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Every Tuesday at 7:42 a.m. and 5:18 p.m., Tom Harte shares a few thoughts on food and shares recipes. A founder of “My Daddy’s Cheesecake,” a bakery/café in Cape Girardeau, a food columnist for The Southeast Missourian, and a cookbook author, he also blends his passion for food with his passion for classical music in his daily program, The Caffe Concerto.

A Harte Appetite: The Origins of Oatmeal

flickr user Daniella Segura (https://creativecommons.org/licenses/by/2.0/legalcode)

It is not true, as the humor website Cracked satirically suggests, that oatmeal was invented by a research scientist at Britain's Royal Academy of Adhesives and Sealants during an experiment in search of new forms of industrial glue. But if your idea of oatmeal is the pasty variety made in a microwave from a packet, the story can seem plausible.

In Scotland they know better. Their oatmeal, or porridge, is a hallowed dish, celebrated every year at the World Porridge Making Championship in the village of Carrbridge.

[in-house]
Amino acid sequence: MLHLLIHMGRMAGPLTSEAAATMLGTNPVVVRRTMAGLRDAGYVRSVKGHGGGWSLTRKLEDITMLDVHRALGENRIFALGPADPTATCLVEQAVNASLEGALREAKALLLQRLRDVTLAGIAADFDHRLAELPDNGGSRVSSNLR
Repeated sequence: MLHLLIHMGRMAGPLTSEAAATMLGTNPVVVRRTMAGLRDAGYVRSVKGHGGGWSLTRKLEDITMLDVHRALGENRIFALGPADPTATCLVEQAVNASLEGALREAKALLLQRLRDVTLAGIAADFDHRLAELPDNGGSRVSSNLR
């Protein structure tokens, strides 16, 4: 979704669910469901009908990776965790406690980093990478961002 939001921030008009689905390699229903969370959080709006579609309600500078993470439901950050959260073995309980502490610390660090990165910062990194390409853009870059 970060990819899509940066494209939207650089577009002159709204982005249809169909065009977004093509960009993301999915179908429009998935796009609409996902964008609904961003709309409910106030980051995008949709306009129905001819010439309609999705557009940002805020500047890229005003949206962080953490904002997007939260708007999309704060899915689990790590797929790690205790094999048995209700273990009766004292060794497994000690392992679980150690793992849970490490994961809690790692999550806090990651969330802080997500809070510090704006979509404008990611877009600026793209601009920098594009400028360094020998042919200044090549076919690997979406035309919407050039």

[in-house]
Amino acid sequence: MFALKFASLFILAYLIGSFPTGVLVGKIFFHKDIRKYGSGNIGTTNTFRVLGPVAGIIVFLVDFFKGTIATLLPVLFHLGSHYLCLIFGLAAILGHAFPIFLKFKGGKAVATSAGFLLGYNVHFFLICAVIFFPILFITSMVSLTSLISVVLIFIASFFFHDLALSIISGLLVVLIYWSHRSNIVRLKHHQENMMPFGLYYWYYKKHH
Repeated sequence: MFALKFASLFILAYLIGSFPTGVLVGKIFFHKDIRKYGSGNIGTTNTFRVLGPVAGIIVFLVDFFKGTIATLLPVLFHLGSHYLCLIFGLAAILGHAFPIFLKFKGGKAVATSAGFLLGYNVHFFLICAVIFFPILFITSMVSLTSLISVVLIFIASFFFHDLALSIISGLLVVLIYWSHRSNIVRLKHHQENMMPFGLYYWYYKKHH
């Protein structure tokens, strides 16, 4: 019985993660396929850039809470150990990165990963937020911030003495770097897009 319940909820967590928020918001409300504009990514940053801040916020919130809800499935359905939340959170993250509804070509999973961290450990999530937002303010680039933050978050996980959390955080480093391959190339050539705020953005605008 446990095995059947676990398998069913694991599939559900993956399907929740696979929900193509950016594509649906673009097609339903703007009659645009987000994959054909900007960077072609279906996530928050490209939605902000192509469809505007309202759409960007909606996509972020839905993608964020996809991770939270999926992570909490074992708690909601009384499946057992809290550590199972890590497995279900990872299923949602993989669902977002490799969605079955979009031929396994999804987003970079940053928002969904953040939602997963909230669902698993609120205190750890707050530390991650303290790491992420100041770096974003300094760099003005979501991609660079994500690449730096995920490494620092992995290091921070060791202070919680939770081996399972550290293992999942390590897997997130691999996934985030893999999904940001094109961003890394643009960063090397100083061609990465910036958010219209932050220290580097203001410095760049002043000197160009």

No wonder, then, that Samuel Johnson defined oats as "a grain, which in England is generally given to horses, but in Scotland appears to support the people."

The Scots were hardly the first to cultivate oats, but for reasons of geography and climate they were among the first to appreciate them. Oats have been around for thousands of years, the oldest known grains traceable to Egypt's 12th Dynasty, around 2000 B.C., though the Chinese may have been familiar with them even earlier than that. But unlike wheat and barley, oats were not valued much by the Egyptians and were not actually cultivated by them. In fact, they were regarded as little more than weeds.

The first attempts at cultivation, according to the "Oxford Companion to Food," did not take place for another thousand years. But still people did not find oats particularly appealing. The Greeks and Romans considered them fare for barbarians. Even today, some 95% of commercially grown oats are produced not for human consumption but for animal fodder.

Thanks to the Romans, oat cultivation found its way to Britain where the climate, especially in Scotland, is well suited to growing the grain. And it didn't take long for oatmeal to become something of a national dish, right alongside haggis, which itself contains oatmeal. No wonder, as the Oxford Companion puts it, "There seems to be an affinity between oats and people of Celtic origin." For them, a gruel winter is something to be happy about.

Tom Harte is a retired faculty member from Southeast Missouri State University where he was an award-winning teacher, a nationally recognized debate coach, and chair of the department of Speech Communication and Theatre.
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